TogetherConnected: is our Arabic school, NEAAO helps parents keep their relationship and social ties to their children. Trapped with the language barrier, parents start losing the ability to communicate with their children in their mother tongue and struggle more during their transition and integration.  Keeping the Arabic language will help children improve their personal, social, intellectual, educational and economical future achievements.   

NEAAO acknowledges this challenge and found that many of Arab immigrant’s children did not have the opportunity to learn reading or writing in their mother language (Arabic) due to war or immigration. By starting schools in the United States school system, Arab immigrants children find themselves in a new physical environment. The classroom is new, most of the classmates are strangers, the teacher is a stranger too. The structured way of learning is also new. If, in addition to these things, there is an abrupt change in the language of interaction, then the situation can get quite complicated and can negatively affect the child’s progress and behavior by suppressing children potential and liberty to express themselves freely. It dulls the enthusiasm of young minds, inhibits their creativity, and makes the learning experience unpleasant. All of which is bound to have a negative effect on learning outcomes.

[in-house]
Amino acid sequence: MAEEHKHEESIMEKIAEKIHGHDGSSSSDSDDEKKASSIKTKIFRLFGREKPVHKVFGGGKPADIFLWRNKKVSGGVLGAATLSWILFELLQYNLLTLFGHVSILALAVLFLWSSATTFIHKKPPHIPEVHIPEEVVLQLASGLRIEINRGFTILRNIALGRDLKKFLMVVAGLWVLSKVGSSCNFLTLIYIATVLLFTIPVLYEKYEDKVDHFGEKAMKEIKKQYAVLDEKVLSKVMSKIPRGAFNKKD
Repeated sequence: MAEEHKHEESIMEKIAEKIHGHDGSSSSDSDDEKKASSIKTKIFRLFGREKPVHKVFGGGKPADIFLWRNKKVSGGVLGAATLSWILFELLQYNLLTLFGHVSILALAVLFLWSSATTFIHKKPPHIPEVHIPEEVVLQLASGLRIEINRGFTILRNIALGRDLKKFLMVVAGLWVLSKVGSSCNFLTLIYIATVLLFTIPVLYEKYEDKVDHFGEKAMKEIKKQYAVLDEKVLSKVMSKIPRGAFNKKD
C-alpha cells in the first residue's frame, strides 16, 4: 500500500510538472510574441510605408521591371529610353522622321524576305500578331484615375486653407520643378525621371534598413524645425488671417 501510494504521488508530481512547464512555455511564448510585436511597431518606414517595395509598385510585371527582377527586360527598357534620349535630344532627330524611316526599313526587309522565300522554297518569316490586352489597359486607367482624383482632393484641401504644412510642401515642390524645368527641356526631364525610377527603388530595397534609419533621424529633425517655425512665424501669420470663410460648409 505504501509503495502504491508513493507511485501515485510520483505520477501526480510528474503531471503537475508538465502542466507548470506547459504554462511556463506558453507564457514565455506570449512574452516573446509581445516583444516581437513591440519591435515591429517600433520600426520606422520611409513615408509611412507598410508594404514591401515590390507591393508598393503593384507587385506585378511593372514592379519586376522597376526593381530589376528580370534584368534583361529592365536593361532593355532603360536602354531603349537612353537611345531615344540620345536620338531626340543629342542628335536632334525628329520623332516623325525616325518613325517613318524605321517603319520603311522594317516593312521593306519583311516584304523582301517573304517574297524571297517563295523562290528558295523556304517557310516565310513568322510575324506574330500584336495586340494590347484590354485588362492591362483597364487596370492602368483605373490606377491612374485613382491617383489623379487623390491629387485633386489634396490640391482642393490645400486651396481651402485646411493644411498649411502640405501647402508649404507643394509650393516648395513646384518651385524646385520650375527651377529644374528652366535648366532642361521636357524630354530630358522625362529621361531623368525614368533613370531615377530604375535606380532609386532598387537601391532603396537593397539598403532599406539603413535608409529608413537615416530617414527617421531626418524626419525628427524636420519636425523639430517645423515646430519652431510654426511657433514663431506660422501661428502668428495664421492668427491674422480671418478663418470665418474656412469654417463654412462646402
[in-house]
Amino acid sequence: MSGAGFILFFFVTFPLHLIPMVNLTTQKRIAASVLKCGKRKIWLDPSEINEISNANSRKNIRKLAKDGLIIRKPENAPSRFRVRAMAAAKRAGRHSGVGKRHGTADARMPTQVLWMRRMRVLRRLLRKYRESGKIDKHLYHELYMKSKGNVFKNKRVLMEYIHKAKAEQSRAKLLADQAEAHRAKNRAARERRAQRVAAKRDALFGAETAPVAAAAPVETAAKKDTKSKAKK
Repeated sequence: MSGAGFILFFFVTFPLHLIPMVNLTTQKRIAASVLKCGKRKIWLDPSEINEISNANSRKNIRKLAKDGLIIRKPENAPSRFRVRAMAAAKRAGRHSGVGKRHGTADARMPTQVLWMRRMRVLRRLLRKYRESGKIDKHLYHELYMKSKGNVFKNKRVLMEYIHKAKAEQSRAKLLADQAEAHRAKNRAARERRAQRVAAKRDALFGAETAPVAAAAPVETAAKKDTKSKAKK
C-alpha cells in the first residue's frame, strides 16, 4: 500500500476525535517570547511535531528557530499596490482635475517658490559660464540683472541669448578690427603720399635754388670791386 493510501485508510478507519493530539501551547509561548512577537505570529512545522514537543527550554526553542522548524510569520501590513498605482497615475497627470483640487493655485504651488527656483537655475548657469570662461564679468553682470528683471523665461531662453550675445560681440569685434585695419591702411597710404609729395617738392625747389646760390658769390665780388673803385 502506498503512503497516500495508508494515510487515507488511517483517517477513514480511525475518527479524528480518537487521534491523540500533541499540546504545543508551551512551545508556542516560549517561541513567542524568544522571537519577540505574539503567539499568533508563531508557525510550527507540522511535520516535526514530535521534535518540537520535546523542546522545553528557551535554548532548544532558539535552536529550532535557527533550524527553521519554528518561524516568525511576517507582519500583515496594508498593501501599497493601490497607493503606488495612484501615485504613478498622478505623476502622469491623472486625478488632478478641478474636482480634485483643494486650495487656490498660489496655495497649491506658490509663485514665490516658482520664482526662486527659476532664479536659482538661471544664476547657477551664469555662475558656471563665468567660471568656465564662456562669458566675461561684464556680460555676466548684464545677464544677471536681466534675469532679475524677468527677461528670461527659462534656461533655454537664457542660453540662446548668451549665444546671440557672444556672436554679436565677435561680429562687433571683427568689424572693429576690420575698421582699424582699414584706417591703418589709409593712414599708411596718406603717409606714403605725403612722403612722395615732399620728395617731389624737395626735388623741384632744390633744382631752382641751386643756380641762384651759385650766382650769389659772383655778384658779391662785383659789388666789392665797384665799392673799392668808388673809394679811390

NEAAO, however, is supporting the Arab community by creating an Arabic school where children ages 6 to 16 can join and learn reading, writing, communicating in Arabic or home language.  This is a great tool that can help children navigate their new environment and bridge their learning at school with the experience they bring from home from the Arabic school. 

We believe that by properly nurturing the Arabic language for the Arab immigrants children, we will be able to benefit them throughout their lives. Studies show that children who speak other languages will learn to speak, read and write English. However, unless parents and teachers actively encourage maintenance of the native language, the child is in danger of losing it and with that loss, the benefits of bilingualism. Maintaining the native language matters for the following reasons.

Personal: The child's first language is critical to his or her identity. Maintaining this language helps the child value his or her culture and heritage, which contributes to a positive self-concept.

Social: When the native language is not maintained, important links to family and other community members may be lost. By encouraging native language use, parents can prepare the child to interact with the native language community, both in the United States and overseas.

Intellectual: Students need uninterrupted intellectual development. When students who are not yet fluent in English switch to using only English, they are functioning at an intellectual level below their age. Interrupting intellectual development in this manner is likely to result in academic failure. However, when parents and children speak the language they know best with one another, they are both working at their actual level of intellectual maturity.

Educational: Students who learn English and continue to develop their native language have higher academic achievement in later years than do students who learn English at the expense of their first language.

Economic: Better employment opportunities in this country and overseas are available for individuals who are fluent in English and another language.